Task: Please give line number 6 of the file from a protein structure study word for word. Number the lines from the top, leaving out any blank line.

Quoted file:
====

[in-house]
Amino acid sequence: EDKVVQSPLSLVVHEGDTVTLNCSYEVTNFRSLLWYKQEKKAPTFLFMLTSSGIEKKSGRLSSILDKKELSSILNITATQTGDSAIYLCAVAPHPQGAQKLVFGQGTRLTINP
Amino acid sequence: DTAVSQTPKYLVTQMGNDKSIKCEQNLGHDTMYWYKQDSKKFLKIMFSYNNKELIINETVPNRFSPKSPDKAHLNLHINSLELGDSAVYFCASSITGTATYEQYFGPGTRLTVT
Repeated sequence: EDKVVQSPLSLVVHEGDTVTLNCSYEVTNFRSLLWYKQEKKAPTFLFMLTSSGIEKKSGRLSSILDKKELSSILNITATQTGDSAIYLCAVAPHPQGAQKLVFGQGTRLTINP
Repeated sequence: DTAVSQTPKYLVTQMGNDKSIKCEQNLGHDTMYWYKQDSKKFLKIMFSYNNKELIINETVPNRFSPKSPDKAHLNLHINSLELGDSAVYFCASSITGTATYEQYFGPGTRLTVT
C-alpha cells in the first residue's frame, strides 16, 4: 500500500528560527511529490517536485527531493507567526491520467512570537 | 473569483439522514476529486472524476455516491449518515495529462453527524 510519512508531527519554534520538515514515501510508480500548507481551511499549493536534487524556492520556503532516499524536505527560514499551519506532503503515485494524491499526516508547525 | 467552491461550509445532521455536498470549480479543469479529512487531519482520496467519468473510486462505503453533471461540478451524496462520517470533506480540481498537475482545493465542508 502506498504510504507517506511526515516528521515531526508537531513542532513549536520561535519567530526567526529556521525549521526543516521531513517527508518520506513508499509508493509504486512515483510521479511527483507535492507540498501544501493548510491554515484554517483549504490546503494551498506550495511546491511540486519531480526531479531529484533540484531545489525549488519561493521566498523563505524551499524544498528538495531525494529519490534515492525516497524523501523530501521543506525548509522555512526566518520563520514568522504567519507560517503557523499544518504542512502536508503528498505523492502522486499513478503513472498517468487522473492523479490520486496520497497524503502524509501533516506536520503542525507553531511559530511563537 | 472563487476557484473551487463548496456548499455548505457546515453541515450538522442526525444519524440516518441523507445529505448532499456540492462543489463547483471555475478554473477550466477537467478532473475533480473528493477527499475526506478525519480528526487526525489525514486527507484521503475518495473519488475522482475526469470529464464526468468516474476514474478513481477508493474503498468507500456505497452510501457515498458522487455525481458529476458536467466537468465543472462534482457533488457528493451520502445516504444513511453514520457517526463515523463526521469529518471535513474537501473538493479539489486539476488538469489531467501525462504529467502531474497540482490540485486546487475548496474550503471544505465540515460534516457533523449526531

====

C-alpha cells in the first residue's frame, strides 16, 4: 500500500528560527511529490517536485527531493507567526491520467512570537 | 473569483439522514476529486472524476455516491449518515495529462453527524 510519512508531527519554534520538515514515501510508480500548507481551511499549493536534487524556492520556503532516499524536505527560514499551519506532503503515485494524491499526516508547525 | 467552491461550509445532521455536498470549480479543469479529512487531519482520496467519468473510486462505503453533471461540478451524496462520517470533506480540481498537475482545493465542508 502506498504510504507517506511526515516528521515531526508537531513542532513549536520561535519567530526567526529556521525549521526543516521531513517527508518520506513508499509508493509504486512515483510521479511527483507535492507540498501544501493548510491554515484554517483549504490546503494551498506550495511546491511540486519531480526531479531529484533540484531545489525549488519561493521566498523563505524551499524544498528538495531525494529519490534515492525516497524523501523530501521543506525548509522555512526566518520563520514568522504567519507560517503557523499544518504542512502536508503528498505523492502522486499513478503513472498517468487522473492523479490520486496520497497524503502524509501533516506536520503542525507553531511559530511563537 | 472563487476557484473551487463548496456548499455548505457546515453541515450538522442526525444519524440516518441523507445529505448532499456540492462543489463547483471555475478554473477550466477537467478532473475533480473528493477527499475526506478525519480528526487526525489525514486527507484521503475518495473519488475522482475526469470529464464526468468516474476514474478513481477508493474503498468507500456505497452510501457515498458522487455525481458529476458536467466537468465543472462534482457533488457528493451520502445516504444513511453514520457517526463515523463526521469529518471535513474537501473538493479539489486539476488538469489531467501525462504529467502531474497540482490540485486546487475548496474550503471544505465540515460534516457533523449526531